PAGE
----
Paulo Scott was born in 1966 in Porto Alegre, in southern Brazil, and grew up in a working class neighbourhood. At university, Scott was an active member of the student political movement and was also involved in Brazil’s re-democratisation process.
For ten years he taught law at university in Porto Alegre. He has now published four books of fiction and four of poetry. He also translates from English. He moved to Rio de Janeiro in 2008 to focus on writing full-time.
- Translated by Daniel Hahn.
- Read more about Nowhere People, and an extract from the book, in the book section.
- Paulo Scott will be visiting the UK and US in August / September next year, so if you are keen to organise an event at your bookshop or venue, let us know.
- If you had subscribed to And Other Stories before this book’s publication, you would have received the first edition of the book – in which all subscribers are thanked by name – before its official publication, as well us up to 5 other And Other Stories titles per year. Find out about subscribing to upcoming titles here.
- More information about the original Brazilian edition of the book, called Habitante Irreal, here on Paulo Scott’s website. The novel has also been published by the brilliant independent publisher Wagenbach Verlag in Germany as Unwirkliche Bewohner.
- Translator Daniel Hahn writes about the joys and challenges of translating Nowhere People for the highly respected journal Asymptote.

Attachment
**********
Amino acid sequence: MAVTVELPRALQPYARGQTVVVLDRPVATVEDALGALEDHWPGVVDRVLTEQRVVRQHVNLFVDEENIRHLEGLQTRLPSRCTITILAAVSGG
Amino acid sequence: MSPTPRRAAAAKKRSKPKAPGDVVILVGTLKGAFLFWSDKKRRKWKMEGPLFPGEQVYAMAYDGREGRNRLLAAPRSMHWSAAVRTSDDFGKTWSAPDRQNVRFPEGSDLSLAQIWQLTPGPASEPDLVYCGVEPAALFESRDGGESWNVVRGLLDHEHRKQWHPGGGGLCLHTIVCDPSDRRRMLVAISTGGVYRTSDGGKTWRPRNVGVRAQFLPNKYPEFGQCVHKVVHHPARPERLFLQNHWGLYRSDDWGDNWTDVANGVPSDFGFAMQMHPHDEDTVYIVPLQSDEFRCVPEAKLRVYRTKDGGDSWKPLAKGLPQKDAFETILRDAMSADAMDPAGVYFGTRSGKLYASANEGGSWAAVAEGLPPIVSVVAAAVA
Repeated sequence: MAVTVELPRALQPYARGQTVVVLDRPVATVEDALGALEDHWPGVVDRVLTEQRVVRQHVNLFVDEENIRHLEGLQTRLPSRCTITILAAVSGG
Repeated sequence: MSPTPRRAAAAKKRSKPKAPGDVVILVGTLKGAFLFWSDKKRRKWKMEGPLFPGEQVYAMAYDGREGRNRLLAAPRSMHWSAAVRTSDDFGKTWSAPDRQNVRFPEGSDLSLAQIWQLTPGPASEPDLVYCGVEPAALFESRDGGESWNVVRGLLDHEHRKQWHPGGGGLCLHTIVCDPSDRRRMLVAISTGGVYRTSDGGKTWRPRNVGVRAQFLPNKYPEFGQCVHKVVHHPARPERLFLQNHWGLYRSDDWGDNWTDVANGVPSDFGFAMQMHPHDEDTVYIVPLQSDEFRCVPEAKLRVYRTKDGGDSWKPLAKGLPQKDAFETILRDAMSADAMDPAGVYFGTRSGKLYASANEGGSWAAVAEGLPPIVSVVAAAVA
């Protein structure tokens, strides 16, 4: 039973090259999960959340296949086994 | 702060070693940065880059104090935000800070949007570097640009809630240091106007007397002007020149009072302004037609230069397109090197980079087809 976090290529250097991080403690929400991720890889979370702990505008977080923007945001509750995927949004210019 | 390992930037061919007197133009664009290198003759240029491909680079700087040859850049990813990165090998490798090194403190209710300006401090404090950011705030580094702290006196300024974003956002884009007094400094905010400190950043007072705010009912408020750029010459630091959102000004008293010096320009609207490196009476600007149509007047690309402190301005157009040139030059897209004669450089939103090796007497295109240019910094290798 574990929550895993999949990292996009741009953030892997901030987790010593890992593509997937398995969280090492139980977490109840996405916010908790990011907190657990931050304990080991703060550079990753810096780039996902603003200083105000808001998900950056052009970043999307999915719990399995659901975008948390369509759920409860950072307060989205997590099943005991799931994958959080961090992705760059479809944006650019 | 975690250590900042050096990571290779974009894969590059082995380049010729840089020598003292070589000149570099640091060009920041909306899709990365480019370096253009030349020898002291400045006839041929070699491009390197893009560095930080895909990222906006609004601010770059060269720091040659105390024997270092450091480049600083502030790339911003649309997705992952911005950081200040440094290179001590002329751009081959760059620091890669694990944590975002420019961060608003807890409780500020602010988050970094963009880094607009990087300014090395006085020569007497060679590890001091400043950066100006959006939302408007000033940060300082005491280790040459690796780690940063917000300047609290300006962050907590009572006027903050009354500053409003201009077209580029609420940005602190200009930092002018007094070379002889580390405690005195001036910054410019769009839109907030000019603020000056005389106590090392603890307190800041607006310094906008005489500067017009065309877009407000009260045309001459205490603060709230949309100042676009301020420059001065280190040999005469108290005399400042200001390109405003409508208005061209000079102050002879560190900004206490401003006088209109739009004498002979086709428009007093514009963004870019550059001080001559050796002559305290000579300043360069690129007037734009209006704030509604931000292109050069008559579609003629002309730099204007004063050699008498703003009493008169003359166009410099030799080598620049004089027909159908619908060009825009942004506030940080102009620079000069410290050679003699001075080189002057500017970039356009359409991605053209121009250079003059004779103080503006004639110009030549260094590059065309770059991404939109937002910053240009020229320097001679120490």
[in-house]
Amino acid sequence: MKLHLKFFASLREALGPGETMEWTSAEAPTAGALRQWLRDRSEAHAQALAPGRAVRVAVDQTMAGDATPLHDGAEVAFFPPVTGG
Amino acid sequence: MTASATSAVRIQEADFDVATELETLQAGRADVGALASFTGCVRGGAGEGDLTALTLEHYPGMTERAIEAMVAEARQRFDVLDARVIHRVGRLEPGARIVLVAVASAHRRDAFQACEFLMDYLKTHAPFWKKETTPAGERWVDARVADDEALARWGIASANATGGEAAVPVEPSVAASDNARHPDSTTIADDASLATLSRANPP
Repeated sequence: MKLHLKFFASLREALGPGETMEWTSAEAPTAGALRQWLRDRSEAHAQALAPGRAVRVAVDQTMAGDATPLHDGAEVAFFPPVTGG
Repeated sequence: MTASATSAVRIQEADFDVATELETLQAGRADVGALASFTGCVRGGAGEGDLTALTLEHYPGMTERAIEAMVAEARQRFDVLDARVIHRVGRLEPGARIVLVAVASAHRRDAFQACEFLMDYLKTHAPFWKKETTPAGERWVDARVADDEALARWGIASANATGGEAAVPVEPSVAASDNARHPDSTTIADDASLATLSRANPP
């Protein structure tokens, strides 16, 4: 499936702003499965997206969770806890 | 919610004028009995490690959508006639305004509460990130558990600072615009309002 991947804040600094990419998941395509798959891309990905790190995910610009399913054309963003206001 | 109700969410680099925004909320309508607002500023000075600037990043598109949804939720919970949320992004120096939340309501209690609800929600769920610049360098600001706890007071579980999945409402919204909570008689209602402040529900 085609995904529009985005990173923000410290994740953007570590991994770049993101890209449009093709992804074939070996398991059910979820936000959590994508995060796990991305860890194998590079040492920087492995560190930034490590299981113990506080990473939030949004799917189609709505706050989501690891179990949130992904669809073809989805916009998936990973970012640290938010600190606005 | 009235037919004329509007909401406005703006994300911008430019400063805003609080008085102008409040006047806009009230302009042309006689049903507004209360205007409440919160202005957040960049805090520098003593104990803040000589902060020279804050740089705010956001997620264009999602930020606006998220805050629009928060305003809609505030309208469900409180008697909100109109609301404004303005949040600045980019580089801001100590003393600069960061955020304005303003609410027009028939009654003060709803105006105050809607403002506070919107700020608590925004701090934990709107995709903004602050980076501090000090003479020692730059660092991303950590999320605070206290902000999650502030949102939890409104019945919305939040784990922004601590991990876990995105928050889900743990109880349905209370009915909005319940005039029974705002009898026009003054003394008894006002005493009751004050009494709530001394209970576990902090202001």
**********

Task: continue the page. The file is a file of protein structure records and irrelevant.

Praise for Nowhere People
- ‘A powerful, complex and very ambitious voice. In the contemporary Latin American literature scene, Paulo Scott is a must-read.’ Juan Pablo Villalobos, author of Down the Rabbit Hole and Quesadillas
- ‘Paulo Scott is one of the best novelists of his generation and is going to surprise us in the future. Of all the novels of the last five years, I really love Nowhere People. It is one hell of a book.’ João Gilberto Noll, Posfácio
- ‘Nowhere People highlights issues faced by indigenous Brazilians’. The Herald (Glasgow)
- ‘One of Scott’s many merits is to show daring, on many levels. Scott is not afraid to create one of the most interesting voices in recent fiction. And that is the voice of a Guarani Indian girl. Maína is far from the stereotypes of the “noble savage” that orientate our literature and culture. Maína speaks.’ O Globo
- ‘Immensely powerful. […] This novel tackles post-dictatorship Brazilian ideologies better than anything else in fiction.’ O Estado de São Paulo
- ‘Nowhere People is an inexhaustible font of surprises that the author’s firm hand manages to harmonise.’ Rascunho
- ‘Nowhere People is not your average book.’ Folha de São Paulo
- ‘A lush postmodern spin on the intergenerational state-of-the-nation saga… Daniel Hahn’s translation of this somersaulting, playful, emotionally pummelling and occasionally oblique novel is, one assumes, a feat of ventriloquism and linguistic plate-spinning: Nowhere People weighs in at only 300 pages, but contains multitudes’. Booktrust
- ‘An introduction, through [protagonist] Paulo’s eyes, to the complex issues surrounding race and class in modern day Brazil. Post-World Cup 2014, the details here feel particularly resonant.’ Maria-Luisa Meredith, Buzz